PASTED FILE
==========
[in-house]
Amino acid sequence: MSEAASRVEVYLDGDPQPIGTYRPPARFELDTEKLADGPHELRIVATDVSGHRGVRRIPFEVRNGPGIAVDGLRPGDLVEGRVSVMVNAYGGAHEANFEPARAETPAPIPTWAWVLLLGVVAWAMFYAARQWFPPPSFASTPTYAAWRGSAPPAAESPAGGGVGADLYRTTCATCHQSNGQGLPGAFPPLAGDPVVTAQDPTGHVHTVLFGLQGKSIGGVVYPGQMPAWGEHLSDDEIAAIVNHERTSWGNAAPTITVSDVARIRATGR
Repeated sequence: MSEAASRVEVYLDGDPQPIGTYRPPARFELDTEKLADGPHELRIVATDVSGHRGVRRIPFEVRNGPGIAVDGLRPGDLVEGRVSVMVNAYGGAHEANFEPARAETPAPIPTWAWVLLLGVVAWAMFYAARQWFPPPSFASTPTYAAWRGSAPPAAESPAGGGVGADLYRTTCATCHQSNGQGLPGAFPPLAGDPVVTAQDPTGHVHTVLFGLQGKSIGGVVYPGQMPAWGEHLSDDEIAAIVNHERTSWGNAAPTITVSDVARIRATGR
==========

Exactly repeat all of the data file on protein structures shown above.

[in-house]
Amino acid sequence: MSEAASRVEVYLDGDPQPIGTYRPPARFELDTEKLADGPHELRIVATDVSGHRGVRRIPFEVRNGPGIAVDGLRPGDLVEGRVSVMVNAYGGAHEANFEPARAETPAPIPTWAWVLLLGVVAWAMFYAARQWFPPPSFASTPTYAAWRGSAPPAAESPAGGGVGADLYRTTCATCHQSNGQGLPGAFPPLAGDPVVTAQDPTGHVHTVLFGLQGKSIGGVVYPGQMPAWGEHLSDDEIAAIVNHERTSWGNAAPTITVSDVARIRATGR
Repeated sequence: MSEAASRVEVYLDGDPQPIGTYRPPARFELDTEKLADGPHELRIVATDVSGHRGVRRIPFEVRNGPGIAVDGLRPGDLVEGRVSVMVNAYGGAHEANFEPARAETPAPIPTWAWVLLLGVVAWAMFYAARQWFPPPSFASTPTYAAWRGSAPPAAESPAGGGVGADLYRTTCATCHQSNGQGLPGAFPPLAGDPVVTAQDPTGHVHTVLFGLQGKSIGGVVYPGQMPAWGEHLSDDEIAAIVNHERTSWGNAAPTITVSDVARIRATGR